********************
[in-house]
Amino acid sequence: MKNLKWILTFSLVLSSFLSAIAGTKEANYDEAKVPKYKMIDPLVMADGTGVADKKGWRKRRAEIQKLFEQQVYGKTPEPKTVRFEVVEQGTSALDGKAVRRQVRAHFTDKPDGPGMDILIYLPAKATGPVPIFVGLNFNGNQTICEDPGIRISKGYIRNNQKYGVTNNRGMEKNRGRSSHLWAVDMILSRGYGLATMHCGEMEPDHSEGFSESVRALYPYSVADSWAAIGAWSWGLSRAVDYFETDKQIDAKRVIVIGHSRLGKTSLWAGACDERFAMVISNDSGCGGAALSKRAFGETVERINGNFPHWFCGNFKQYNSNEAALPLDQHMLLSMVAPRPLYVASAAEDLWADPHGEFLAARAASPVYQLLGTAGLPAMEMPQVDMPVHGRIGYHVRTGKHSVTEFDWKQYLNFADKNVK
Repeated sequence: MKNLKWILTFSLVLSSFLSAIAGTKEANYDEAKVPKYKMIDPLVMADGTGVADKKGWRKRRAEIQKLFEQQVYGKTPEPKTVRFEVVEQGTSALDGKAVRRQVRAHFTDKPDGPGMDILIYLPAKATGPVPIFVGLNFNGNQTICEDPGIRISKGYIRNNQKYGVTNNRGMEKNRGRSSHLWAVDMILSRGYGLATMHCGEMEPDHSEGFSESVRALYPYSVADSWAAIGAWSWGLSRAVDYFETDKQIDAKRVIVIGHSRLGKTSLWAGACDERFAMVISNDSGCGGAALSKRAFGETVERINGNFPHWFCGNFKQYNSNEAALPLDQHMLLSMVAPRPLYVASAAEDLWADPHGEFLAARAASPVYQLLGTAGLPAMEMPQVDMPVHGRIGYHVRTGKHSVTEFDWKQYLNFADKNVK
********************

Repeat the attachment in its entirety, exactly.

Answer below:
[in-house]
Amino acid sequence: MKNLKWILTFSLVLSSFLSAIAGTKEANYDEAKVPKYKMIDPLVMADGTGVADKKGWRKRRAEIQKLFEQQVYGKTPEPKTVRFEVVEQGTSALDGKAVRRQVRAHFTDKPDGPGMDILIYLPAKATGPVPIFVGLNFNGNQTICEDPGIRISKGYIRNNQKYGVTNNRGMEKNRGRSSHLWAVDMILSRGYGLATMHCGEMEPDHSEGFSESVRALYPYSVADSWAAIGAWSWGLSRAVDYFETDKQIDAKRVIVIGHSRLGKTSLWAGACDERFAMVISNDSGCGGAALSKRAFGETVERINGNFPHWFCGNFKQYNSNEAALPLDQHMLLSMVAPRPLYVASAAEDLWADPHGEFLAARAASPVYQLLGTAGLPAMEMPQVDMPVHGRIGYHVRTGKHSVTEFDWKQYLNFADKNVK
Repeated sequence: MKNLKWILTFSLVLSSFLSAIAGTKEANYDEAKVPKYKMIDPLVMADGTGVADKKGWRKRRAEIQKLFEQQVYGKTPEPKTVRFEVVEQGTSALDGKAVRRQVRAHFTDKPDGPGMDILIYLPAKATGPVPIFVGLNFNGNQTICEDPGIRISKGYIRNNQKYGVTNNRGMEKNRGRSSHLWAVDMILSRGYGLATMHCGEMEPDHSEGFSESVRALYPYSVADSWAAIGAWSWGLSRAVDYFETDKQIDAKRVIVIGHSRLGKTSLWAGACDERFAMVISNDSGCGGAALSKRAFGETVERINGNFPHWFCGNFKQYNSNEAALPLDQHMLLSMVAPRPLYVASAAEDLWADPHGEFLAARAASPVYQLLGTAGLPAMEMPQVDMPVHGRIGYHVRTGKHSVTEFDWKQYLNFADKNVK